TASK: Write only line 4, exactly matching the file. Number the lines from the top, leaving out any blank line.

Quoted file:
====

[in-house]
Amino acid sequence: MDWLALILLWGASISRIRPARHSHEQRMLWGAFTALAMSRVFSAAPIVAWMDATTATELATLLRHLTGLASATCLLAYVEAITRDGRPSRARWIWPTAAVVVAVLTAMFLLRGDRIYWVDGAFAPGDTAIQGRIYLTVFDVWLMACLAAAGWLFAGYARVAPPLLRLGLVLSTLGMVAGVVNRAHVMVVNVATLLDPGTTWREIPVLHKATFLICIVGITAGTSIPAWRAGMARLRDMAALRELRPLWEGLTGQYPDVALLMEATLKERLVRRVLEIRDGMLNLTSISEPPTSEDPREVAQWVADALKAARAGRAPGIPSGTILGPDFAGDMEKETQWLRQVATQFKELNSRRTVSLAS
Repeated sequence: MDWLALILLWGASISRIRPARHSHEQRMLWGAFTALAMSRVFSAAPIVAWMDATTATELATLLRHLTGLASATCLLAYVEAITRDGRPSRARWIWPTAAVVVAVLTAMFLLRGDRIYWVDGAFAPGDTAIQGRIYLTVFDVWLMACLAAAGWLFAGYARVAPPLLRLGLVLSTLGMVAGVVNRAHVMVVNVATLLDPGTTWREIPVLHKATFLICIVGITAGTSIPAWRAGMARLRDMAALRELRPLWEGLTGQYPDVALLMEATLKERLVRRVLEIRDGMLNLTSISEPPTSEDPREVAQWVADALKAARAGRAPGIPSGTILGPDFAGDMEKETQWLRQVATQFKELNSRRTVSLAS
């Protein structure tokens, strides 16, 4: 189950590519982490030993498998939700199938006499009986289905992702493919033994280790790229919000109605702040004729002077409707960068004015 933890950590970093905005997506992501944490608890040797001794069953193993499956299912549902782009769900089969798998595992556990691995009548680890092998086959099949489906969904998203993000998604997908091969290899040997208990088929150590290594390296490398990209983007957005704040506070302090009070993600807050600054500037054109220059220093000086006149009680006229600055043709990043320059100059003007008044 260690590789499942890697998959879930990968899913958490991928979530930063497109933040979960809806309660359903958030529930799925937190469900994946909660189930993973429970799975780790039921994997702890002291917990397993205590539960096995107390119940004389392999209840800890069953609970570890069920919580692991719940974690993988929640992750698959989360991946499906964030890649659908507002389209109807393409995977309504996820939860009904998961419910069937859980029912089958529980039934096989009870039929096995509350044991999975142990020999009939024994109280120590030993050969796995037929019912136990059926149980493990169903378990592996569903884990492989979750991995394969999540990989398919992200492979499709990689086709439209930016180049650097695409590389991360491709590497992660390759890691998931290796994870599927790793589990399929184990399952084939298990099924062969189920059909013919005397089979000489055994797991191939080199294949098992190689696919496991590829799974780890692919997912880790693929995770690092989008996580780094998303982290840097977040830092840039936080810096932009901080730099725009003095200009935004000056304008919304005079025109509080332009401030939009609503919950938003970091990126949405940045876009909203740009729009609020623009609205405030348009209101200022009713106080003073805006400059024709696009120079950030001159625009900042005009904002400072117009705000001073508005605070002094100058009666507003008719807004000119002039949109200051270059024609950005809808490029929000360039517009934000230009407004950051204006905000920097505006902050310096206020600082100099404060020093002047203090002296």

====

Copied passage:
């Protein structure tokens, strides 16, 4: 189950590519982490030993498998939700199938006499009986289905992702493919033994280790790229919000109605702040004729002077409707960068004015 933890950590970093905005997506992501944490608890040797001794069953193993499956299912549902782009769900089969798998595992556990691995009548680890092998086959099949489906969904998203993000998604997908091969290899040997208990088929150590290594390296490398990209983007957005704040506070302090009070993600807050600054500037054109220059220093000086006149009680006229600055043709990043320059100059003007008044 260690590789499942890697998959879930990968899913958490991928979530930063497109933040979960809806309660359903958030529930799925937190469900994946909660189930993973429970799975780790039921994997702890002291917990397993205590539960096995107390119940004389392999209840800890069953609970570890069920919580692991719940974690993988929640992750698959989360991946499906964030890649659908507002389209109807393409995977309504996820939860009904998961419910069937859980029912089958529980039934096989009870039929096995509350044991999975142990020999009939024994109280120590030993050969796995037929019912136990059926149980493990169903378990592996569903884990492989979750991995394969999540990989398919992200492979499709990689086709439209930016180049650097695409590389991360491709590497992660390759890691998931290796994870599927790793589990399929184990399952084939298990099924062969189920059909013919005397089979000489055994797991191939080199294949098992190689696919496991590829799974780890692919997912880790693929995770690092989008996580780094998303982290840097977040830092840039936080810096932009901080730099725009003095200009935004000056304008919304005079025109509080332009401030939009609503919950938003970091990126949405940045876009909203740009729009609020623009609205405030348009209101200022009713106080003073805006400059024709696009120079950030001159625009900042005009904002400072117009705000001073508005605070002094100058009666507003008719807004000119002039949109200051270059024609950005809808490029929000360039517009934000230009407004950051204006905000920097505006902050310096206020600082100099404060020093002047203090002296």